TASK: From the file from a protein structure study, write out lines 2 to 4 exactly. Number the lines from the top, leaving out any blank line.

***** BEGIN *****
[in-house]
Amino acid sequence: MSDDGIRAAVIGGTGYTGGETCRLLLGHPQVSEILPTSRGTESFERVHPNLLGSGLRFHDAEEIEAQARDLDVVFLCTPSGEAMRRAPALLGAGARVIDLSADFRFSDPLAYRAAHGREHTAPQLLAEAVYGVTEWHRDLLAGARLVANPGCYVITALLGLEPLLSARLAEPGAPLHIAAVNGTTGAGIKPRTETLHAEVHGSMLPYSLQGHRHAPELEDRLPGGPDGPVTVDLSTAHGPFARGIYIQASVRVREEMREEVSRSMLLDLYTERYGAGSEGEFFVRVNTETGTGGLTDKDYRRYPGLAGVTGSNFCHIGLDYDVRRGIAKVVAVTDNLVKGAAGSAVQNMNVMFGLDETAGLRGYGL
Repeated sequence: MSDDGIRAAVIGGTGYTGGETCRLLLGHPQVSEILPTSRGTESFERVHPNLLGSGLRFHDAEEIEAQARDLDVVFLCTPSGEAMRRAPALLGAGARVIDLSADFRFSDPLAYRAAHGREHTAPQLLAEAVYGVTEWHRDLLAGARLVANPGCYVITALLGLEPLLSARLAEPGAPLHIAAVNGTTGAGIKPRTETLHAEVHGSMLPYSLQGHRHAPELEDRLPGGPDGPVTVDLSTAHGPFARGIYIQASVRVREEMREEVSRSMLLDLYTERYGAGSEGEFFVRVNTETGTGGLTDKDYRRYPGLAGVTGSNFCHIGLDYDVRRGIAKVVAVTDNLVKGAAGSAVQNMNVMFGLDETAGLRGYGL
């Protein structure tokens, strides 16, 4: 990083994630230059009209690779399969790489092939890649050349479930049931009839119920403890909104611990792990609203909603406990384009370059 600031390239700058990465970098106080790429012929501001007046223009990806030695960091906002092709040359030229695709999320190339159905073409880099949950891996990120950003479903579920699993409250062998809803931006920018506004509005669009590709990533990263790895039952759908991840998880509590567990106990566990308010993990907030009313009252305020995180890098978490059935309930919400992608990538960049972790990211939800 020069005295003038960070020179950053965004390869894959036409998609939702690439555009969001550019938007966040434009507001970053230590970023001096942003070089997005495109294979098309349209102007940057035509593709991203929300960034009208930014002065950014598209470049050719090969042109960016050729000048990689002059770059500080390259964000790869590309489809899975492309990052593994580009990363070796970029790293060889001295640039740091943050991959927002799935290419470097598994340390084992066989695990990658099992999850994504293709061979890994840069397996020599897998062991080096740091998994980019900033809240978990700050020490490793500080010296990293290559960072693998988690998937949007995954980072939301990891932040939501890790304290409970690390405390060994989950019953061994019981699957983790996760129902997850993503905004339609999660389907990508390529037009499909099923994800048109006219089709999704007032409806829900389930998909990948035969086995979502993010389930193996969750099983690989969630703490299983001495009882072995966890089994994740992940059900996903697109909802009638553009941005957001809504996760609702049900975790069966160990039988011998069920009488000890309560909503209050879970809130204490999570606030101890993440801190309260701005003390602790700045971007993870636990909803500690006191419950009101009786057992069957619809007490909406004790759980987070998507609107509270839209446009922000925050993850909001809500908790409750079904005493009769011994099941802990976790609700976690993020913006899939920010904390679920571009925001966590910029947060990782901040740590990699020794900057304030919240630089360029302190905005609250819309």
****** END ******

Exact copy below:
Amino acid sequence: MSDDGIRAAVIGGTGYTGGETCRLLLGHPQVSEILPTSRGTESFERVHPNLLGSGLRFHDAEEIEAQARDLDVVFLCTPSGEAMRRAPALLGAGARVIDLSADFRFSDPLAYRAAHGREHTAPQLLAEAVYGVTEWHRDLLAGARLVANPGCYVITALLGLEPLLSARLAEPGAPLHIAAVNGTTGAGIKPRTETLHAEVHGSMLPYSLQGHRHAPELEDRLPGGPDGPVTVDLSTAHGPFARGIYIQASVRVREEMREEVSRSMLLDLYTERYGAGSEGEFFVRVNTETGTGGLTDKDYRRYPGLAGVTGSNFCHIGLDYDVRRGIAKVVAVTDNLVKGAAGSAVQNMNVMFGLDETAGLRGYGL
Repeated sequence: MSDDGIRAAVIGGTGYTGGETCRLLLGHPQVSEILPTSRGTESFERVHPNLLGSGLRFHDAEEIEAQARDLDVVFLCTPSGEAMRRAPALLGAGARVIDLSADFRFSDPLAYRAAHGREHTAPQLLAEAVYGVTEWHRDLLAGARLVANPGCYVITALLGLEPLLSARLAEPGAPLHIAAVNGTTGAGIKPRTETLHAEVHGSMLPYSLQGHRHAPELEDRLPGGPDGPVTVDLSTAHGPFARGIYIQASVRVREEMREEVSRSMLLDLYTERYGAGSEGEFFVRVNTETGTGGLTDKDYRRYPGLAGVTGSNFCHIGLDYDVRRGIAKVVAVTDNLVKGAAGSAVQNMNVMFGLDETAGLRGYGL
């Protein structure tokens, strides 16, 4: 990083994630230059009209690779399969790489092939890649050349479930049931009839119920403890909104611990792990609203909603406990384009370059 600031390239700058990465970098106080790429012929501001007046223009990806030695960091906002092709040359030229695709999320190339159905073409880099949950891996990120950003479903579920699993409250062998809803931006920018506004509005669009590709990533990263790895039952759908991840998880509590567990106990566990308010993990907030009313009252305020995180890098978490059935309930919400992608990538960049972790990211939800 020069005295003038960070020179950053965004390869894959036409998609939702690439555009969001550019938007966040434009507001970053230590970023001096942003070089997005495109294979098309349209102007940057035509593709991203929300960034009208930014002065950014598209470049050719090969042109960016050729000048990689002059770059500080390259964000790869590309489809899975492309990052593994580009990363070796970029790293060889001295640039740091943050991959927002799935290419470097598994340390084992066989695990990658099992999850994504293709061979890994840069397996020599897998062991080096740091998994980019900033809240978990700050020490490793500080010296990293290559960072693998988690998937949007995954980072939301990891932040939501890790304290409970690390405390060994989950019953061994019981699957983790996760129902997850993503905004339609999660389907990508390529037009499909099923994800048109006219089709999704007032409806829900389930998909990948035969086995979502993010389930193996969750099983690989969630703490299983001495009882072995966890089994994740992940059900996903697109909802009638553009941005957001809504996760609702049900975790069966160990039988011998069920009488000890309560909503209050879970809130204490999570606030101890993440801190309260701005003390602790700045971007993870636990909803500690006191419950009101009786057992069957619809007490909406004790759980987070998507609107509270839209446009922000925050993850909001809500908790409750079904005493009769011994099941802990976790609700976690993020913006899939920010904390679920571009925001966590910029947060990782901040740590990699020794900057304030919240630089360029302190905005609250819309």